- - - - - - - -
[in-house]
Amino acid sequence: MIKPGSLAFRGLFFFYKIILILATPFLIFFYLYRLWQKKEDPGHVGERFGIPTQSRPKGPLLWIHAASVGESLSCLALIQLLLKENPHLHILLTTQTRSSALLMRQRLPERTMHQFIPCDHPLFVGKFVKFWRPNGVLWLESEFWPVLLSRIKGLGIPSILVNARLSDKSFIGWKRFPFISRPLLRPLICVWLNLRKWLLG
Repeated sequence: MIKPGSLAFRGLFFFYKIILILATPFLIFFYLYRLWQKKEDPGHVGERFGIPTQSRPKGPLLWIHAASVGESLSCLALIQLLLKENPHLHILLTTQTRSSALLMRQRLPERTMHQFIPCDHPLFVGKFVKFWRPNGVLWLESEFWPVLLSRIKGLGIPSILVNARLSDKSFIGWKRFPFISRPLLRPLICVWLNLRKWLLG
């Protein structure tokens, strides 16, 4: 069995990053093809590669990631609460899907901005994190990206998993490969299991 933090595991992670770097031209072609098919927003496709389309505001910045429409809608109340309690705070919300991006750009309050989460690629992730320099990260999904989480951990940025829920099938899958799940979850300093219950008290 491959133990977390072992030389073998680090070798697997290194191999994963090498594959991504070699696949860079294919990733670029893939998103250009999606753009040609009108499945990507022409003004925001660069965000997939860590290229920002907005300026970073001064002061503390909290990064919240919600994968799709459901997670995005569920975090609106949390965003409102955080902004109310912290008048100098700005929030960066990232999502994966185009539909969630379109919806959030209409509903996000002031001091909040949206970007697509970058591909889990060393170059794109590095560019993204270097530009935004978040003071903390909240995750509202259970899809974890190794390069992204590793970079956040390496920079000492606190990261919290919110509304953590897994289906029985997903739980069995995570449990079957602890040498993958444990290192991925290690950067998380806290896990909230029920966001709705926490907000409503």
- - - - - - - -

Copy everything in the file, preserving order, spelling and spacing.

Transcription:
[in-house]
Amino acid sequence: MIKPGSLAFRGLFFFYKIILILATPFLIFFYLYRLWQKKEDPGHVGERFGIPTQSRPKGPLLWIHAASVGESLSCLALIQLLLKENPHLHILLTTQTRSSALLMRQRLPERTMHQFIPCDHPLFVGKFVKFWRPNGVLWLESEFWPVLLSRIKGLGIPSILVNARLSDKSFIGWKRFPFISRPLLRPLICVWLNLRKWLLG
Repeated sequence: MIKPGSLAFRGLFFFYKIILILATPFLIFFYLYRLWQKKEDPGHVGERFGIPTQSRPKGPLLWIHAASVGESLSCLALIQLLLKENPHLHILLTTQTRSSALLMRQRLPERTMHQFIPCDHPLFVGKFVKFWRPNGVLWLESEFWPVLLSRIKGLGIPSILVNARLSDKSFIGWKRFPFISRPLLRPLICVWLNLRKWLLG
């Protein structure tokens, strides 16, 4: 069995990053093809590669990631609460899907901005994190990206998993490969299991 933090595991992670770097031209072609098919927003496709389309505001910045429409809608109340309690705070919300991006750009309050989460690629992730320099990260999904989480951990940025829920099938899958799940979850300093219950008290 491959133990977390072992030389073998680090070798697997290194191999994963090498594959991504070699696949860079294919990733670029893939998103250009999606753009040609009108499945990507022409003004925001660069965000997939860590290229920002907005300026970073001064002061503390909290990064919240919600994968799709459901997670995005569920975090609106949390965003409102955080902004109310912290008048100098700005929030960066990232999502994966185009539909969630379109919806959030209409509903996000002031001091909040949206970007697509970058591909889990060393170059794109590095560019993204270097530009935004978040003071903390909240995750509202259970899809974890190794390069992204590793970079956040390496920079000492606190990261919290919110509304953590897994289906029985997903739980069995995570449990079957602890040498993958444990290192991925290690950067998380806290896990909230029920966001709705926490907000409503």